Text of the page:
On 11 Iunie Street, in an old, peaceful area of Bucharest, filled with the charm of fin-de-siècle and interwar style villas, there is an impressive building designed in French eclecticism style. Sadly, the house looks rather run-down but the visitor can still see the original lush decorations on the façade and at the entrance. Since 31st October 2002, this house has hosted the art collection that belonged to the artist-diplomat couple Ligia and Pompiliu Macovei.

Ligia Macovei was born in 1916 and she studied in the years 1934-1939 at the Fine Arts Academy in Bucharest. She had as mentors modernist artists of the time such as J.A.Steriadi, Corneliu Medrea, Cecilia Cuțescu-Storck who were inspired to a great extent by the late 19th century European art. In 1939 she married the architect Pompiliu Macovei (1911-2008) who was foremost a diplomat. She accompanied him in the years 1941-1943 in Austria, Germany, and Italy. It was due to these journeys that she developed an artistic style very similar to German expressionism. Indeed, to the end of her life (1998), her art would bear as distinguishing marks: the intensity of colours, the tendency to represent anatomical proportions in a personal manner, the dramatical themes and postures chosen for depictions. In short, she was a life-long devotee to German expressionism. After 1944, Ligia Macovei became an artist exclusively associated to the leftist circles, later, the Communist regime. She held personal exhibitions in Rome, Vienna, Prague, Budapest, Florence, Tunis, Teheran. In 1992, Ligia Macovei donated her art collection to the city of Bucharest.

Both she and her husband benefited from numerous projects, positions, and trips all over the world. Pompiliu Macovei was in the years 1958-1960 councillor to the Romanian Embassy in Paris, in the years 1960-1962 Romania’s ambassador in Rome, in the years 1965-1971 the Minister of Culture, and in the years 1971-1977 Romania’s ambassador at UNESCO.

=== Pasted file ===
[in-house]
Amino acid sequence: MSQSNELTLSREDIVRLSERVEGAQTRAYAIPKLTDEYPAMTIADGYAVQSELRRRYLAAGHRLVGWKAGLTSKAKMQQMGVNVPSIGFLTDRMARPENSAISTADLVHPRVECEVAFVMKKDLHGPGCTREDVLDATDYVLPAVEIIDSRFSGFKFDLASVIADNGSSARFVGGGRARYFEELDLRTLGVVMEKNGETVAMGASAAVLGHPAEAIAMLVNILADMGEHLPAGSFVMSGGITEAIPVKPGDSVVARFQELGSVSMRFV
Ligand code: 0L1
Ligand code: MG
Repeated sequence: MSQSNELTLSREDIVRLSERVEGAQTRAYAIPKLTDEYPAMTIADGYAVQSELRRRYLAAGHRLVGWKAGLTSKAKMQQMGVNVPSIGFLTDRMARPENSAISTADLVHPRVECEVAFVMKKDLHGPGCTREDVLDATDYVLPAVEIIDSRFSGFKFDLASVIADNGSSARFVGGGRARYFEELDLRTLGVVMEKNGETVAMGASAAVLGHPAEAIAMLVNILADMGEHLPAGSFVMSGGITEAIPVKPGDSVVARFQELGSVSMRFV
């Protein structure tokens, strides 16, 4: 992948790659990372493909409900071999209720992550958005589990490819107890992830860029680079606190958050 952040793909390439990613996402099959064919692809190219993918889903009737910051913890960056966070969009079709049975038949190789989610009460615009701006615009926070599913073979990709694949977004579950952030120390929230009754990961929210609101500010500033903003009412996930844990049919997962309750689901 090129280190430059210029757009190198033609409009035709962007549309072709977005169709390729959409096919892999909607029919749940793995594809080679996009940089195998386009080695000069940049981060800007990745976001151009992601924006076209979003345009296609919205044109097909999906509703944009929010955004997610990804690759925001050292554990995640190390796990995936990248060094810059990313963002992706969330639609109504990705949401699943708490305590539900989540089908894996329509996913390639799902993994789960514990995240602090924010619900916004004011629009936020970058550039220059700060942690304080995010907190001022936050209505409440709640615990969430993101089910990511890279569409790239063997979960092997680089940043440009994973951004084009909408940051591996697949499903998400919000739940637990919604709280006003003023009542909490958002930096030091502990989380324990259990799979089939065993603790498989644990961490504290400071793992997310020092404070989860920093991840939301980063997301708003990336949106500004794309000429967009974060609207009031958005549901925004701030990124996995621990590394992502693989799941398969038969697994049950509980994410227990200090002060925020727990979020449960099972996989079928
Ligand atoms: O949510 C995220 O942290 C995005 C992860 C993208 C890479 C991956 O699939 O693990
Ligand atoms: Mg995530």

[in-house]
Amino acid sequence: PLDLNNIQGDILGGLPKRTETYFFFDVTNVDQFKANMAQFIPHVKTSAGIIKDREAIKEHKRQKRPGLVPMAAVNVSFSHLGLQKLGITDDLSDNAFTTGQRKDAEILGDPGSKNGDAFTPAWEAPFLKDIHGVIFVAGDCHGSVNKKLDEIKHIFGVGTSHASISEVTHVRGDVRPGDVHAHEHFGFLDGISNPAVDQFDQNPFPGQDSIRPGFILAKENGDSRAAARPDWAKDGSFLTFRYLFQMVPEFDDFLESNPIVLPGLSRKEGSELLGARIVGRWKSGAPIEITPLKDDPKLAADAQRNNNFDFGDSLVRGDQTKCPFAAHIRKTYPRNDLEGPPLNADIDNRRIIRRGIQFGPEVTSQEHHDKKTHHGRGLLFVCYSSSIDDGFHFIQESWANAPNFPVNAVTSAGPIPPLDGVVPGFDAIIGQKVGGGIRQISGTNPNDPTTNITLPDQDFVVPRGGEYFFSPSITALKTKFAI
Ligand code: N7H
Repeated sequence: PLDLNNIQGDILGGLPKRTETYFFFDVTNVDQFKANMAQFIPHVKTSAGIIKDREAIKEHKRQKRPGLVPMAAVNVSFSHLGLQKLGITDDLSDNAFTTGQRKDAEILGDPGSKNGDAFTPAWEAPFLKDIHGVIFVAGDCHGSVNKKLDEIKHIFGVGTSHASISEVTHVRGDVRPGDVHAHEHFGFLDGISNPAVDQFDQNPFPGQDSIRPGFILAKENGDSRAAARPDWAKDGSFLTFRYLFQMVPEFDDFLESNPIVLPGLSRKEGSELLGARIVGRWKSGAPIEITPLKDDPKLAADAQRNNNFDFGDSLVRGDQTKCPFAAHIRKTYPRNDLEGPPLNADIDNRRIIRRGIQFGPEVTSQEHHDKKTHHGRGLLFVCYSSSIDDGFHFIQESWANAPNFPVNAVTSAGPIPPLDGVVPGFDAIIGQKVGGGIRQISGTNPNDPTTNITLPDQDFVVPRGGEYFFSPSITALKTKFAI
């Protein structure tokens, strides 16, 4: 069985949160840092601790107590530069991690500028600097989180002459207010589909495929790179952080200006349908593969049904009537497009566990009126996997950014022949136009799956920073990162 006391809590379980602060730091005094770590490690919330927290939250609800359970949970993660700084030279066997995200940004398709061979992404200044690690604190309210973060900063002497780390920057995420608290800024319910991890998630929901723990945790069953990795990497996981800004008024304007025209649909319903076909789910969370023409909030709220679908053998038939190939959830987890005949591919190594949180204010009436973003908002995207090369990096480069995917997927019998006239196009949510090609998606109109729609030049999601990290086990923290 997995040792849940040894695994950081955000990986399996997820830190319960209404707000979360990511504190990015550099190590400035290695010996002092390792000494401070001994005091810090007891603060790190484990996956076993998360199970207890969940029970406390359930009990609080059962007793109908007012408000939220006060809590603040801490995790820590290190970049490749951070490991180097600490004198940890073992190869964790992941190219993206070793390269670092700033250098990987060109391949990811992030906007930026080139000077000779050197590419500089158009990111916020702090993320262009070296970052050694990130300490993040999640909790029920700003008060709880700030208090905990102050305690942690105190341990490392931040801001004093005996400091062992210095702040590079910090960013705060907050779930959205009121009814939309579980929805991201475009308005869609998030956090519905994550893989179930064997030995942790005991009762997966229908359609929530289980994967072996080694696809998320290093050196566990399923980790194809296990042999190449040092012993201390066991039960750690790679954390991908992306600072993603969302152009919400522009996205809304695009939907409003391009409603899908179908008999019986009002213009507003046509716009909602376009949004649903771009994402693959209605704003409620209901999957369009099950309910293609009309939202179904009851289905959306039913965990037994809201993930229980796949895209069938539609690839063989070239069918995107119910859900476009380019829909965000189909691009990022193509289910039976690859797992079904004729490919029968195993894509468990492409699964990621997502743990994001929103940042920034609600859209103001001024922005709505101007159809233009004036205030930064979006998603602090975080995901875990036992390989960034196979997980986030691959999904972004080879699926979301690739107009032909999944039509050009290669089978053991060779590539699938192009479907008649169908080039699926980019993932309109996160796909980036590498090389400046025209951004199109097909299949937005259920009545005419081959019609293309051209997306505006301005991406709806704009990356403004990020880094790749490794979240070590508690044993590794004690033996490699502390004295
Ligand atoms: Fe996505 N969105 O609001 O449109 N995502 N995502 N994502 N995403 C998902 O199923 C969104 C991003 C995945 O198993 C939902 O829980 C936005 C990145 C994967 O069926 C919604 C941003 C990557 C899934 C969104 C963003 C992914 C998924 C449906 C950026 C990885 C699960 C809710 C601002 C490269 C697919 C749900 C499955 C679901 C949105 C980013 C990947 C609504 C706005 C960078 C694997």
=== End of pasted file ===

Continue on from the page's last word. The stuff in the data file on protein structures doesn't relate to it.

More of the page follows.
Apart from Ligia Macovei’s own work, the collection hosts an impressive selection of modern Romanian painters such as Theodor Pallady, Al. Ciucurencu, Nicolae Tonitza, I. Iser, Steriadi, Marcel Iancu, and M.H.Maxy. In addition, the visitor can see highly original icons painted on glass and specific to the central Transylvanian area (e.g. Necula Monastery). 

The ‘Ligia and Pompiliu Macovei’ art collection has on display fine art objects collected by the couple from the most various parts of the world and covering ages as early as the years 256 AD (the case of a Chinese statue of a warrior of the Tang dynasty). Another arresting piece is a Chinese bronze statue of Buddha dating 17th century. Indeed, the richness of the collection is impressive: there are colourful and surprising ceramic figures from Russia, Portugal, and Mexico; there is French (Rouen) and Dutch (Delft) fine pottery and kitchenware; there are metal pots and trays which are masterpieces of Islamic art; there are lavish lamps and chandeliers of Murano glass; there are delicate Bohemian and Viennese crystals;  there even is a very interesting piece, a Venetian Rococo style of a hair iron curler!  

Similar to the fine art objects, the furniture items represent a valuable collection of pieces typical to as various cultural trends as Renaissance, Biedermeier, but also interwar modernism. The visitor can admire items coming from outside Europe such as a traditional chair originating in Afghanistan. Like in the case of the paintings, items of folk art are represented too, from Transylvania and from the Old Kingdom.

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